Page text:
Editor’s Note: Russell County has a long history that is important to the State of Alabama and its evolvement from an area described in the book “Russell County in Retrospect” by Anne Kendrick Walker as a “barbaric land” to what it is today. Many of the people who set their roots in the county in its early days including the state’s first Territorial Delegate to the United States Congress, important Native Americans who paid with their lives to cede land that created the county, a family that started a place of higher learning in south Russell County that later led to the establishment of one of the state’s most known institutions of education today and a former slave who placed a monument to honor his former owner, are very much important to the formation of Alabama. The story that follows is another of a series to inform you – our readers – about the history of Russell County.
Early negotiations for the sale of Idle Hour Park began in 1949, barely a year after the tragic death of Roy Martin, Sr. in a plane accident near Bay St. Louis, Miss. that killed the movie theater owner and three other people on Feb. 11, 1948 when it crashed into the Pearl River. Movie theaters and rental properties were what made Martin a very rich man, but the park in Phenix City was his favorite project. He spent more money on the park than his family knew.
E.D. Martin and Roy Martin, Jr. had the park assessed upon their father’s death in early 1949 and found out the entire facility which included a football stadium, baseball stadium, swimming pool, bowling alleys, ballroom, zoo, midway, carnival rides, lake with boat docks and airport were valued at over $3 million. The sons were not interested in operating the entertainment center and wanted to sell the property.
Phenix City Mayor Homer Cobb was interested in obtaining the park for the community and pushed for the city to purchase the property. Unfortunately, Cobb died on Aug, 24, 1950 before the property could be purchased. He had negotiated to purchase the property at $250,000 which he hoped would be financed through a Reconstruction Finance Corporation loan. After his death, the city was approved for a RFC loan of $200,000, Negotiations were reopened and a purchase price of $225,000 was agreed upon along with a promise by the city to rename the park to honor Roy Martin, Sr. and to erect a memorial shaft in the park at a meeting of the city council and the Martin sons in Dec. 1949. However, Cobb’s death caused the purchase to be delayed further.
In Jan. 1951, the deal was finally approved and completed at a price of $150,000 with the two sports stadiums thrown in as gifts from the Martin sons. The story of the purchase was covered in the Friday, Jan. 5, 1951 Phenix-Girard Journal newspaper which stated:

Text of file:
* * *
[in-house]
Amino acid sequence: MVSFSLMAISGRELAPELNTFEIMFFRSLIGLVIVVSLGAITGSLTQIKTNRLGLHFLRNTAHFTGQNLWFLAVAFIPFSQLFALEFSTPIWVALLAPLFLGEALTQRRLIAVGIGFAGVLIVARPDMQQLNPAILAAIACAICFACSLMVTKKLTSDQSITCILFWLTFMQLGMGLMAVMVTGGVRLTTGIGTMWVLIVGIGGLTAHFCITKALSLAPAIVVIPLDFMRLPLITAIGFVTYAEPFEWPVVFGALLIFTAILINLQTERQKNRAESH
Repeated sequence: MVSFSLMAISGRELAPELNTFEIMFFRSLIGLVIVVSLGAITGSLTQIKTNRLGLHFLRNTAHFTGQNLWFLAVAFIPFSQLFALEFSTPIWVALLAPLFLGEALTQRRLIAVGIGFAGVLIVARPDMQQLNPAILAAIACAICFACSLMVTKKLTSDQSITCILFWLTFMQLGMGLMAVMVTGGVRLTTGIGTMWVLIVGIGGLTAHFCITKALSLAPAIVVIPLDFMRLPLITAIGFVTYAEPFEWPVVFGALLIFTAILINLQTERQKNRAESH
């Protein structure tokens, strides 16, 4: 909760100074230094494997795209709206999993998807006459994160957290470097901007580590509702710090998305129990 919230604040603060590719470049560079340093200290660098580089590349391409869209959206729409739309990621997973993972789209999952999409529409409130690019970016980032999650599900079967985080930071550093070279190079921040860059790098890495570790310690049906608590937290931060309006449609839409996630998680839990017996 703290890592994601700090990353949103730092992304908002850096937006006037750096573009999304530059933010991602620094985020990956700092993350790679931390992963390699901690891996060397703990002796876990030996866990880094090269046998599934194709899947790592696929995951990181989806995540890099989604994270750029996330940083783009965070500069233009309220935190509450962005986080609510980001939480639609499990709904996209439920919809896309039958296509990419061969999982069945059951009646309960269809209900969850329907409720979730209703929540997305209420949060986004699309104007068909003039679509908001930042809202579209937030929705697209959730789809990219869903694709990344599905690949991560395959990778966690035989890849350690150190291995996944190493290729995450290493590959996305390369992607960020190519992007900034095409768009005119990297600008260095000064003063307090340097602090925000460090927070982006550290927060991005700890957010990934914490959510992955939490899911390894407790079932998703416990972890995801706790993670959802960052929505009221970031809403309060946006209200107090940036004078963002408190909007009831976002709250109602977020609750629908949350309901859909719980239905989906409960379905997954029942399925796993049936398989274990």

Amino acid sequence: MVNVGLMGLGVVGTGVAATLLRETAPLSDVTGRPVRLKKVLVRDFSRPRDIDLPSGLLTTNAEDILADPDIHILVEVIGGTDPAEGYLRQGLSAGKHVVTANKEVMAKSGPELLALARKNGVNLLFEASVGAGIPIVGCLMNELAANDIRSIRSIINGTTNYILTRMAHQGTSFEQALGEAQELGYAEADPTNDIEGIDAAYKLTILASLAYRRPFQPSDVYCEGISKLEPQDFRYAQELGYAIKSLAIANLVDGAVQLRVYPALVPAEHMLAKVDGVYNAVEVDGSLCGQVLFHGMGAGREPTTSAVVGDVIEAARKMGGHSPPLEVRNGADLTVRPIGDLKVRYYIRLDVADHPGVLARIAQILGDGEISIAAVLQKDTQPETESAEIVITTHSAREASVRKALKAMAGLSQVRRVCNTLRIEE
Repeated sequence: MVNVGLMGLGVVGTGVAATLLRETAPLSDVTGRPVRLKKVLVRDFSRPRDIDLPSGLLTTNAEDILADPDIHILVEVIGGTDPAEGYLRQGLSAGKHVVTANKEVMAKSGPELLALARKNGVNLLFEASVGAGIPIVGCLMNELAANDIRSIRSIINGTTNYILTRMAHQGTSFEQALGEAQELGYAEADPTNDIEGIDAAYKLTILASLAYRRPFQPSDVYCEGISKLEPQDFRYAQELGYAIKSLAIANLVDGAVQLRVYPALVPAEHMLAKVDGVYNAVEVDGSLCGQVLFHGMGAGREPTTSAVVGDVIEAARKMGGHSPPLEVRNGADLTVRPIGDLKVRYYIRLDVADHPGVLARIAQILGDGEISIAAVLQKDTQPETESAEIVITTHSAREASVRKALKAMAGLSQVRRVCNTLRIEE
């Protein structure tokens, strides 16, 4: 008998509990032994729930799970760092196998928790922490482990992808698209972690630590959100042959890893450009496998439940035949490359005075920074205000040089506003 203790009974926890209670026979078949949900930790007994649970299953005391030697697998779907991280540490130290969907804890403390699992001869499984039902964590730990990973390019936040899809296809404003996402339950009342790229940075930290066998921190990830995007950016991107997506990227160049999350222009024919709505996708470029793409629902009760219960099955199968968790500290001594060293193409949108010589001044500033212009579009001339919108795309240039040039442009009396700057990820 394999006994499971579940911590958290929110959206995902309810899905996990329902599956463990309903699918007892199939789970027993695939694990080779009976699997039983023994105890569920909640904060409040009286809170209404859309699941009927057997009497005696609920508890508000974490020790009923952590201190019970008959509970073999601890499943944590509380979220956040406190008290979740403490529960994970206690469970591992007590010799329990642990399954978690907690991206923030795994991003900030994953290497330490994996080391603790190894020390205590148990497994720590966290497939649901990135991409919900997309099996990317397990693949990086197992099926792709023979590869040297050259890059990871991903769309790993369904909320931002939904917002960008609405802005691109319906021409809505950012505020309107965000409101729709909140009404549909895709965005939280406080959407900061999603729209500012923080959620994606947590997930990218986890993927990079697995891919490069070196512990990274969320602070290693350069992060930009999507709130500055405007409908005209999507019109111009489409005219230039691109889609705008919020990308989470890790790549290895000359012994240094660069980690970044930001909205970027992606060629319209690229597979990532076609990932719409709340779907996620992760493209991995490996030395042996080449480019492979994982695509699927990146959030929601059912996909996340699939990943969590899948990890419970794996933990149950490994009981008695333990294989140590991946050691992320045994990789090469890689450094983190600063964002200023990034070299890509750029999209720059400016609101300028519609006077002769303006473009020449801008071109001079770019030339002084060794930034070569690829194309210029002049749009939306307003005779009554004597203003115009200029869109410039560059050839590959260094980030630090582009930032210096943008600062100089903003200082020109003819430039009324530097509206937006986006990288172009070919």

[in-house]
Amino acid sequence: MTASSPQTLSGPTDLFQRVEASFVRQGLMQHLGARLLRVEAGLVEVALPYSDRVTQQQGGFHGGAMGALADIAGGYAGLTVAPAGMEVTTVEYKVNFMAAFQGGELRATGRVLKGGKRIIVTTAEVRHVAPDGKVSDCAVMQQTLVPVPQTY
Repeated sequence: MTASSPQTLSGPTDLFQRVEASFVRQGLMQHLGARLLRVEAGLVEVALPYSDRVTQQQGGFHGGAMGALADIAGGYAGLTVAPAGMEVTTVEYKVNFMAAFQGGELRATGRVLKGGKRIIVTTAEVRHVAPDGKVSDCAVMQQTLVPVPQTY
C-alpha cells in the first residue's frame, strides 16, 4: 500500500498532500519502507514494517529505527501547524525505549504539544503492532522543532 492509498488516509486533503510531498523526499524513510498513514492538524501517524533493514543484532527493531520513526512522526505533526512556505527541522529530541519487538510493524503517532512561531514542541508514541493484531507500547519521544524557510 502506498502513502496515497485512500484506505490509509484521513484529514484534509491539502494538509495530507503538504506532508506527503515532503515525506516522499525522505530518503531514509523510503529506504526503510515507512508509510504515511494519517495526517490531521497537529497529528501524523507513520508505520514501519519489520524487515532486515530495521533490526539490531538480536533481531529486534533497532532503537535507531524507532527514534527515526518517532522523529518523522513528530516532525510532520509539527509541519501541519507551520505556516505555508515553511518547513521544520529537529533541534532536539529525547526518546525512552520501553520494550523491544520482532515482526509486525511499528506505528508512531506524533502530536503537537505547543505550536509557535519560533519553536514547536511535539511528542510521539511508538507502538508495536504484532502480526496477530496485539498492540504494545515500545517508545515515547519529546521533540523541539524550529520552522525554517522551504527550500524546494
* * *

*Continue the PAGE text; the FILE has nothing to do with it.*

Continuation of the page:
“After two years of dickering, Phenix City finally bought Idle Hour park Thursday for the knocked-down price of $150,000, with the Martin football and baseball stadiums thrown in as a gift.
“The deal was helped along by a donation of $30,000 from Phenix City night club operator Jimmy Mathews, who gave an additional $1,000 for a library fund.
“. . . A $50,000 check – first payment on the park – was handed to E.D. Martin and Roy Martin, Jr., owners and sons of the late Roy Martin, Sr., builder of the large amusement center.
“With $50,000 already paid, a balance of $100,000 remains to be paid by the city over a period of five years.
“Commissioner Roy Greene and Mayor J.D. Harris explained that the $30,000 gift from Mr. Mathews was used to make part of the down payment of $50,000.
“It is expected,” said Mr. Greene, “that additional donations of $20,000 will make up the first payment of $50,000.
“The $150,000 price tag – with the donation and gift of the stadiums – represents a considerable reduction in the original price of $200,000.”
Because of the delays in obtaining the RFC loan, the city was able to negotiate a price it would not need to complete the loan. And because of the financial success of the operation of the park, the first payment of $20,000 was made six months ahead of time with plans to make a second payment when the first payment was originally due, according to Mayor Harris in a front page story in the Phenix-Girard Journal in July 1951.
Mayor Harris congratulated A.L. Gullatt, economy-minded commissioner who operated the park. The $20,000 note, the first of five payments to be made annually, was not due until Jan. 1952.
“Commissioner Gullatt told me that when the first note actually comes due in January he hopes to be able to pay the second note,” the mayor said.
Money for the first payment came entirely from proceeds at the large amusement center. Fees from activities in the park were expected to be enough to make future payments as well.
Over the years that followed, the park slowly fell into disrepair. The skating center, bowling alleys, ballroom, zoo, lake and carnival rides and airport were all closed down. The baseball and football stadiums were allowed to deteriorate as well. The great amusement center Roy Martin, Sr. worked so hard to build for the community he loved no longer existed.
But, slowly things began to change. A basketball center named to honor Roy Martin, Sr. was built. A youth softball and baseball complex was constructed. A new community center was built along the old midway of the park. A walking track was constructed around Moon Lake. The two stadiums built by Roy Martin, Sr. to be used by Central High were transformed into two of the best prep sports facilities in the state.
And finally, the promise to rename the park to honor Martin was done and today is known as Martin-Idle Hour Park. With more plans for the city facilities, there will no doubt be many more improvements taking place at the park.